This is Barenboim’s third set of Schumann symphonies. The first was recorded in the late 1970s with the Chicago Symphony Orchestra when he was their principal guest conductor. The next set, recorded by Teldec (now Warner Classics) was with the Staatskapelle Berlin, their sumptuous autumnal colorings a stark contrast to the brighter and leaner colors of Chicago. In both Barenboim’s interpretative vision is mostly consistent, though he allows greater freedom to shape phrases and manipulate tempos in Berlin. The Chicago performances feature sharp initial attacks and a more heterogenous sound, the brass sometimes dominating the orchestral timbre. But in Berlin attacks are more rounded and the orchestral playing features richer strings and darker hues, beautifully caught by the Teldec engineers. Those same qualities are heard in this new set, recorded live last year, but DG’s engineering has greater transparency, the orchestral sound less reverberant (and the timpani less in-your-face, the only balance issue in the previous recording). In all three cycles, Barenboim masterfully clarifies textures (in both Berlin sets violins are on his right and left), proving that Schumann’s orchestration is wonderfully effective when tended to with care.
Barenboim’s admiration of Wilhelm Furtwängler and Sergiu Celibidache has perhaps led him to embrace the continuous legato, generous rubato, and freedom of pulse that was a facet of both conductor’s style. These interpretative ideals are readily apparent in Barenboim’s performance of the first symphony. The opening fanfare lacks rhythmic definition, with overly smooth phrasing. Throughout the opening movement the tempo is pushed and pulled about – listen to the meal made of the brass fanfares at 6’48”, and at how strongly Barenboim pulls back the tempo at 9’08”. If there are rhetorical reasons for these moments it is lost on me, but in both instances the energy quickly dissipates.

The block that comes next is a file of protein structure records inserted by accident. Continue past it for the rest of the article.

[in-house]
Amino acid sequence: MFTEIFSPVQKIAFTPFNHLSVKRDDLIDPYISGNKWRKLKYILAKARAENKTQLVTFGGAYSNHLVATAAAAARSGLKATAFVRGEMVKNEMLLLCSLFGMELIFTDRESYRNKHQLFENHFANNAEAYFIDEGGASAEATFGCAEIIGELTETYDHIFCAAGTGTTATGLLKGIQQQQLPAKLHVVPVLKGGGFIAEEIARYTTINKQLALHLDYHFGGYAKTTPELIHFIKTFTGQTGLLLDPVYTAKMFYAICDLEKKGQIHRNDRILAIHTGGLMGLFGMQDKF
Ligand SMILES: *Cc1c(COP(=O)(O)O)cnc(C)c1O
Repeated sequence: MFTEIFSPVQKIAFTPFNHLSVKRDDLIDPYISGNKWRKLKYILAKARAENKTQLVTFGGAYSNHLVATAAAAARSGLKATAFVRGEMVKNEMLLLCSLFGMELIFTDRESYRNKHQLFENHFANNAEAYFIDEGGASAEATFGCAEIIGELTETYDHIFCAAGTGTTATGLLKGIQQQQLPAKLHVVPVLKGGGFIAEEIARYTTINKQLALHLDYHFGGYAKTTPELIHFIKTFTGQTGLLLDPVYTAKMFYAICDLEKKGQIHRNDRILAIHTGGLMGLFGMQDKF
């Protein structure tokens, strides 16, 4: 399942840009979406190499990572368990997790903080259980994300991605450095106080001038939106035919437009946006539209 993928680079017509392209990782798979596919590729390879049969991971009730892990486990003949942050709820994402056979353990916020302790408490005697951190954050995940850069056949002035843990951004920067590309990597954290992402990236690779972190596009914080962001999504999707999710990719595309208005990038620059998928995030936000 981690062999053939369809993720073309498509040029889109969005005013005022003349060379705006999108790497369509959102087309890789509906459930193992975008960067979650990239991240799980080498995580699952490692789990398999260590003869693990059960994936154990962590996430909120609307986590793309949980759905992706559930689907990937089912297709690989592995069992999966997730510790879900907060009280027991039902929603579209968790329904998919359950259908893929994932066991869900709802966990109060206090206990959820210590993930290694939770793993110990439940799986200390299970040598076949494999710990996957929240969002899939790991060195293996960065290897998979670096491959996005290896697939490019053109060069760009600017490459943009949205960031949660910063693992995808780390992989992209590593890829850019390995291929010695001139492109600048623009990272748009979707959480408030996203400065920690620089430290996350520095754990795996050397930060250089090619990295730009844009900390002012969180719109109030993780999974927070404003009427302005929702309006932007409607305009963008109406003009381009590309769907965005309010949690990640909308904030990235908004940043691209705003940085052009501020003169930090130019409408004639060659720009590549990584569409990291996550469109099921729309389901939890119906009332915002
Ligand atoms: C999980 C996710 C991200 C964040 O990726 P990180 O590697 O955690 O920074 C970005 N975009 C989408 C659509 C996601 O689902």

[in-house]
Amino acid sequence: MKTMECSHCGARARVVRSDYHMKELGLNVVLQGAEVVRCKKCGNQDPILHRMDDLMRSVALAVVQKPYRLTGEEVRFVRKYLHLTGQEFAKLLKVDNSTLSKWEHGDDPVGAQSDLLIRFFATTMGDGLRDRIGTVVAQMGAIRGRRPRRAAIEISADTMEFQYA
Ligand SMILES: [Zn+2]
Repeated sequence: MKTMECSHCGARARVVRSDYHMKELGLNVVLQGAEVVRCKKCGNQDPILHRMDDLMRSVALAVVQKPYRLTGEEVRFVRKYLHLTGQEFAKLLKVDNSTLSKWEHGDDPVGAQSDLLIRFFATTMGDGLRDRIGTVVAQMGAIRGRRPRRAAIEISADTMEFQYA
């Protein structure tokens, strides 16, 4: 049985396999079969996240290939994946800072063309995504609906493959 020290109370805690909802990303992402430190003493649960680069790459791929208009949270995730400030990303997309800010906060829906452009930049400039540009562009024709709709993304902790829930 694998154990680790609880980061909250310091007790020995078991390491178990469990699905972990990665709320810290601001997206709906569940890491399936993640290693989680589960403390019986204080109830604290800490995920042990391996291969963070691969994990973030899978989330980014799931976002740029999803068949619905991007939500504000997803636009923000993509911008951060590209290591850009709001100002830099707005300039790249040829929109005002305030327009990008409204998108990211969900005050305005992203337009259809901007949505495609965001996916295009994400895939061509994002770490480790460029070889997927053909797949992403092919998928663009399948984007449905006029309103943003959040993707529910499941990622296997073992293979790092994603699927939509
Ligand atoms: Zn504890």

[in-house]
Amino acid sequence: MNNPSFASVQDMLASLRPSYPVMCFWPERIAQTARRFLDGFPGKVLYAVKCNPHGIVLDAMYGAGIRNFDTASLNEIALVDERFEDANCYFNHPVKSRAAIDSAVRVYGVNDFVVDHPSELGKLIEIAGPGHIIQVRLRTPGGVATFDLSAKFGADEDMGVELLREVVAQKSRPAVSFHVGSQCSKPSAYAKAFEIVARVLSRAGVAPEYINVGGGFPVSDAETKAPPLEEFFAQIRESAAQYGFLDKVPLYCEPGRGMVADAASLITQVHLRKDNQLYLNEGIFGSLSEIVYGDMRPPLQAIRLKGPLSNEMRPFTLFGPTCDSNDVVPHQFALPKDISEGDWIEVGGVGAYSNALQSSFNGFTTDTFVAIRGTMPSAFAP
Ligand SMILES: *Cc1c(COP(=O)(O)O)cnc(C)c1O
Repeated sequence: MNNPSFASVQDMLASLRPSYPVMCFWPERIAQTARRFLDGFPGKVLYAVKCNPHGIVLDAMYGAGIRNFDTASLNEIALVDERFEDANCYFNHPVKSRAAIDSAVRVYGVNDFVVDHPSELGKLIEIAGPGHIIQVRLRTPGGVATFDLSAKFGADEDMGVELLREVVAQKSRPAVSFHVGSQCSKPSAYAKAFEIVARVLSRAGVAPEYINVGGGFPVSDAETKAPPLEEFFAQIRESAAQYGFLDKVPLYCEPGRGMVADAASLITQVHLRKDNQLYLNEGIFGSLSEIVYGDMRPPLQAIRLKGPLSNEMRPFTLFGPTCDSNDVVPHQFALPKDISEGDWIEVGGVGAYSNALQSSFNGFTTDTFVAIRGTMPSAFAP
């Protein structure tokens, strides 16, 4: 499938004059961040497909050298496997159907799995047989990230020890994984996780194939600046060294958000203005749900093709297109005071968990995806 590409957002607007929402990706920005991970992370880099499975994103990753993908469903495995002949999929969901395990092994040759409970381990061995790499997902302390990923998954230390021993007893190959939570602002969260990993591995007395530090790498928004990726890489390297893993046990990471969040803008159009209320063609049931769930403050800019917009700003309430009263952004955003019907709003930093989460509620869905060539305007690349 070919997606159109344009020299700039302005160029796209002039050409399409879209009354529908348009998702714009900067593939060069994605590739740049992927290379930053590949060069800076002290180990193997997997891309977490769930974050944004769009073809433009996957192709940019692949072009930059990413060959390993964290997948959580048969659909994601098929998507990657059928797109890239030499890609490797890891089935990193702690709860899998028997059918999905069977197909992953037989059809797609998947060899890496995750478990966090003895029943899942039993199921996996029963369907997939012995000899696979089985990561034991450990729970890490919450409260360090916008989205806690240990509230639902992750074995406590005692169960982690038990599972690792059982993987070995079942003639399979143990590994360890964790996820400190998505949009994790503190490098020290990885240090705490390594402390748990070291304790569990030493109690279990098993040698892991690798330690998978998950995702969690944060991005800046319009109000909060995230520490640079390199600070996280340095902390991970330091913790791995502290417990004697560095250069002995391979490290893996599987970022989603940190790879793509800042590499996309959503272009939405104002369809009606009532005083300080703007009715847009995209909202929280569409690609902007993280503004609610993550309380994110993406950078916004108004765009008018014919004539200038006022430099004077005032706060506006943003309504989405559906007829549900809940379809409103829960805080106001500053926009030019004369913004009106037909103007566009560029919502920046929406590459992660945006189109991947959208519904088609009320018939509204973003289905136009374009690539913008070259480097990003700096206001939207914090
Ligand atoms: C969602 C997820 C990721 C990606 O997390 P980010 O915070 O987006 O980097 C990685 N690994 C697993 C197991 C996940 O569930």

The slow movement offers playing of great refinement and beauty, while the scherzo has a weightiness more appropriate for Bruckner or Mahler, the sustained legato reminiscent of Karajan’s reading with the ‘other’ Berlin orchestra. The horn calls in the fourth movement (3’38”) are undeniably magical, a lovely oasis in the midst of the music’s robust writing. Ultimately, the reading feels like a journey in which Barenboim slows down to show us specific moments he finds particularly captivating, thereby negating a sense of the music’s architecture and musical line.
The reading of the second symphony could not be a greater contrast: the opening movement’s slow introduction is masterfully shaped, leading into an excitingly driven Allegro. Barenboim avoids any sudden changes in tempo, and his phrasing really breathes. Although I would have liked more wind color at 6’15”, hearing the lower strings really dig into their ascending lines at 6’35” is thrilling. By conveying the music’s structure without any unnecessary tempo modifications, the music’s energy continually builds so that the repeating ‘obsession’ motive in the recapitulation has alarming emotional desperation.